Monday, December 30, 2013
My colleague Margaret Paul once said that "relationships are the PhD of life." We can learn many things through introspection and self-focused personal growth. But we cannot fully grow and evolve unless we actively embrace the lessons available in all of our intimate relationships: Parent/child, life partners, friends, creative collaborators, family, co-workers... Our relationships are truly relation-SHIPS. How smoothly we sail requires the efforts of both parties. When we hit obstacles, it can because of me or you or both of us...And consciously tending to the needs of me, you and the "we," is often required to get the SHIP back on track. Too often, we think of relationships as just "you" and "me," and may not be aware that there is also a "we" that needs conscious care and attention. When you and I become polarized or in conflict, we are at risk of tearing apart the "we" if we are not aware that it is part of the picture. It is too easy to "other" a loved one when we are angry or disappointed or hurt, and lose sight of the irreplaceable value they add to our life. While a role or function can be replaced (golf buddy, singing partner, colleague in the office next door), no individual person can be replaced. Making a new friend does not take the place of an old friend we may have lost. Authors Joel and Michelle Levey coach people to find more harmony and balance in relationships of all kinds. They note, "So much of the joy and sorrow in our life is related to the quality of our relationships. By learning to recognize the many invisible patterns of relationship, you may come to a wealth of valuable insights regarding how to find more harmony with the people in your life." To have more balanced relationships, they encourage us to: * "stay honest with ourselves and with others about what is really true for us * communicate what is true for us with authenticity and compassion * listen fro the heart, and for the heart, in what is being communicated * make the invisible visible by recognizing and clarifying assumptions and expectations * know our options and make conscious rather than compulsive choices * show respect by being willing to "look again" or "look more deeply" into ourselves and others * keep coming back to patience, openness with discernment and a sense of humor * have confidence in ourselves and nurture trust in our relationships * treat ourselves and others with kinds, caring and compassion, * see each relationship as a mutually supportive vehicle for realizing our highest potentials and for discovering wholeness greater than our individuality * view the relationship as serving a larger sphere of learning and development than just for ourselves * intuitively sense the common ground of being that animates and inspires you and all your relations The mirror of your relationships will relentlessly offer moment to moment feedback on the quality of harmony and balance in your life. Receive this feedback with a sincere wish to awaken even more deeply to your highest potentials, and the quality of your relationships will noticeably improve over time." This material is adapted from Living in Balance by Joel and Michelle Levey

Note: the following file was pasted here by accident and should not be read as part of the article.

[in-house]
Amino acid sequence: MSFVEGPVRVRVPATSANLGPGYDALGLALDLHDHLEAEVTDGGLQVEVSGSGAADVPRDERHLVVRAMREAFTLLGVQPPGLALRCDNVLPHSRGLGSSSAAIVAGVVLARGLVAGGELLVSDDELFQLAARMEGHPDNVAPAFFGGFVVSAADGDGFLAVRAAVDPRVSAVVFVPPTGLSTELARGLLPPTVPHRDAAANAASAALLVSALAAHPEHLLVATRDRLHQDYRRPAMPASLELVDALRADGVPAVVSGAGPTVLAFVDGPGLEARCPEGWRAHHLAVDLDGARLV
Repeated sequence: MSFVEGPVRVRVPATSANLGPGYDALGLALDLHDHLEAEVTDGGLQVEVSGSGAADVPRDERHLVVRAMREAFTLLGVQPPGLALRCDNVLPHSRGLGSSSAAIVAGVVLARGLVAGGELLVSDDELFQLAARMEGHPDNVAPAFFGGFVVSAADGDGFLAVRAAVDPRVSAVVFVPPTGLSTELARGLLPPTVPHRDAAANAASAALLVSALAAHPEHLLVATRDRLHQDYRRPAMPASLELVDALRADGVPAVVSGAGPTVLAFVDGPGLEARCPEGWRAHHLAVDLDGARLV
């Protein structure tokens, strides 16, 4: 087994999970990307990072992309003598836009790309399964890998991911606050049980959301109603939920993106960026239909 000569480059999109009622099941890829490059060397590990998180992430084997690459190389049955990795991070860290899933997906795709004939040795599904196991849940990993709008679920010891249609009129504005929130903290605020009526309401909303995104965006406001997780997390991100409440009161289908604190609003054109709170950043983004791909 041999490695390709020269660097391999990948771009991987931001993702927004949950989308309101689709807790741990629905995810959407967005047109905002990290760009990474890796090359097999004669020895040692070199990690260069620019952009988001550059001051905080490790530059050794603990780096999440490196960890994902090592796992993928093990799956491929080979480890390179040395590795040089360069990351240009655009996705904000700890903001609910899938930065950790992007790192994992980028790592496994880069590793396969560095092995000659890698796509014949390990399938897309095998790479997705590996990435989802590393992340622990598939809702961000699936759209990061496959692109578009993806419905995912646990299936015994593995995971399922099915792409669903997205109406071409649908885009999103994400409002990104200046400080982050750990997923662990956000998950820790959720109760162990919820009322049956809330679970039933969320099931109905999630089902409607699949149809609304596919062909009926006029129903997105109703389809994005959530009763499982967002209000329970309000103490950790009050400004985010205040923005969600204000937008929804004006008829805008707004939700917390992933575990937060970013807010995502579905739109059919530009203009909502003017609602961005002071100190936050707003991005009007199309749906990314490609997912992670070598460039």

Why so often do we equate vulnerability with weakness or neediness or desperation? Are we so scared of opening our often armored hearts, that we are uncomfortable with those who dare to open theirs? Conscious vulnerability is not weakness at all. In fact, it is quite the opposite. It is not only courageous, but even more so. It is a divine power: the divine power of an open and touchable heart. If I live with an open, touchable, and therefore, vulnerable heart, I risk being hurt. But if I live life numb, closed and untouchable to protect my vulnerability, I disconnect myself from the flow and gifts of life. It takes strength and courage to live consciously with a vulnerable heart. Yet, to be fully alive and emotional vital, we need to take the risk of being touched by life and other people who are part of our lives. When we are brave enough to be vulnerable, we help create emotionally safe spaces that allow other people to risk being vulnerable too. The safer we make it for others to open their hearts, the safer a world we create for everyone. My colleague Jeff Brown writes, "Sensitivity is a sign of life. Better hurt than hardened. I bow to those who keep their hearts open when it is most difficult, those who refuse to keep their armor on any longer than they have to, those who recognize the courage at the heart of vulnerability. After all the malevolent warriors destroy each other, the open-hearted will inherit the earth." When we risk living with an open, vulnerable heart, we take a stand for creating an emotionally safer, more authentic, welcoming world when both we and others have the space to connect and be who we really are.